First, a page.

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From the IRS manifesto; “one entity’s expense, another’s income,” or every debit must have acorresponding credit.COG expects that with the court order, the ten-taxpayer lawsuit should be resolved within acouple of weeks. The town can then borrow another $10 million which will be charged to theHyannis Water Enterprise Account, and the needed capital improvements can begin in earnest.COG’ contends that hat for Connecticut Water’s contribution to the town to be used as Free Cashwould be patently unfair and illegal under Emerson because that would mean the town wouldcollect from the sale revenues from Connecticut Water, as well as water fees from ratepayerswhich would amount to a triple dip when you factor the town’s ownership of the 109 acres of open space.COG will accept expressions of gratitude from Hyannis water ratepayers in the comment sectionof this post.COG would like to thank John Klimm, Bob Smith, and especially the town's two new bankers,James Crocker and Hank Farnham for arranging the equitable acquisition deal. A fair deas, asyou know, is one in which all parties benefit equally, the water company gets a sack full of money, the town gets 109-acres of open space at no cost, and the Hyannis ratepayers a free water company.COG believes all 7,200 Hyannis water ratepayers, especially Cape Cod Hospital that needs thewater rate break during these hard times, should call Klimm, Crocker and Farnham as well.COG will apologize to town officials once the court’s order has been implemented.Another example of how the elite amongst us work in mysterious ways.I will guarantee there isn’t a councilor, or anyone else, who would acknowledge the receipt of a1099 form from Connecticut Water Services for $10,000 without actually having received themoney. If the councilor or town manager did acknowledge receipt of money it didn’t get to theIRS, he or she is a fool, and fools shouldn’t be running this town.
COG advises Barnstable residents to deposit nothing more than Monopoly Money in Farnhamand Crocker’s newest folly should the court so order. Any similarity between this post and realityis purely coincidental.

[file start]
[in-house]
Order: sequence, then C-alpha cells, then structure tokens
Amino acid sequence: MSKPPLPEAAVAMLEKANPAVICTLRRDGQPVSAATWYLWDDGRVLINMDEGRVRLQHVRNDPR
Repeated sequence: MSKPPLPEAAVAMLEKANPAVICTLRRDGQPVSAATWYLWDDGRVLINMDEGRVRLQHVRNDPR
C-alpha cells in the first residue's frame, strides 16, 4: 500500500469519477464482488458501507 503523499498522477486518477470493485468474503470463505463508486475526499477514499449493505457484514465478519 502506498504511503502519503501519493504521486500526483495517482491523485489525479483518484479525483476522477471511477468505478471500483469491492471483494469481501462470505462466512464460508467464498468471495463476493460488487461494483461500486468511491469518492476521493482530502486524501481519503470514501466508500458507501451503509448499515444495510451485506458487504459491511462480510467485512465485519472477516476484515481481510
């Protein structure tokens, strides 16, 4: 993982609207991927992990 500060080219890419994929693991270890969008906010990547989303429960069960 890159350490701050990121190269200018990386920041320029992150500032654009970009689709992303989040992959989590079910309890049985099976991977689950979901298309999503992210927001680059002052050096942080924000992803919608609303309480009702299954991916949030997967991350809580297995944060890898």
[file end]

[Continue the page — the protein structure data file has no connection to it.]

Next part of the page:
December 19, 2005
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Read it and Weep. "Why John Klimm should resign today."
Why Janet Joakim and Harold Tobey should not be reelected…And why Gary Brown and Jim Munafo should be recalled….The five, along with the other nine town councilors, cheated every Hyannis water user out of $10 million, while giving Connecticut Water Services a potential $17 million profitin the Barnstable Water Company asset acquisition.The town and the ten taxpayers will be in court again next week to determine whether thetown of Barnstable should award the Hyannis water rate payers the appraised value of the109-acre BARLACO property.In May, 2005 the town entered into an a two-part agreement to acquire all the assets of the Barnstable Water Company (BWS) from its parent company Connecticut Water Services, Inc. (CTWS),The acquisition price was $11 million, of which $10 million was transferred on May 21,and the remaining $1 million to be exchanged between January 2, and January 31, 2006.The $10 million for the water company became a debt of the Hyannis water rate payersthrough a special enterprise account.Massachusetts Department of Telecommunications and Energy (DTE) provided COGwith CTWS’s 2003 financials that indicate assets, including the BARLACO, INC. property, at $11 million, and non-applied Depreciation Expenses of $5.5 million, or a net“cost” value of $5.5 million.CTWS reported an “after tax profit” of nearly $4 million in August from the $10 million.CTWS will receive an additional $1 million in cash, as well as giving the town a“charitable contribution” of the difference between $1 million, and the currentindependently appraised value of the BARLACO property.Marcel Poyant, an independent real estate appraiser, put a value of $9.2 million on the109-acre BARLACO property. One-acre parcels in Cummaquid have recently sold for $275,000 an acre.The appraisal for the 40 acres in Cummaquid could be worth $8 million alone, and theentire 109 acres be worth $14 million on the open market. CTWS could receive acharitable tax credit of $13 million, on top of the $4 million after tax profit this year, for a potential net profit of $17 million.COG is asking the Hyannis Civic Association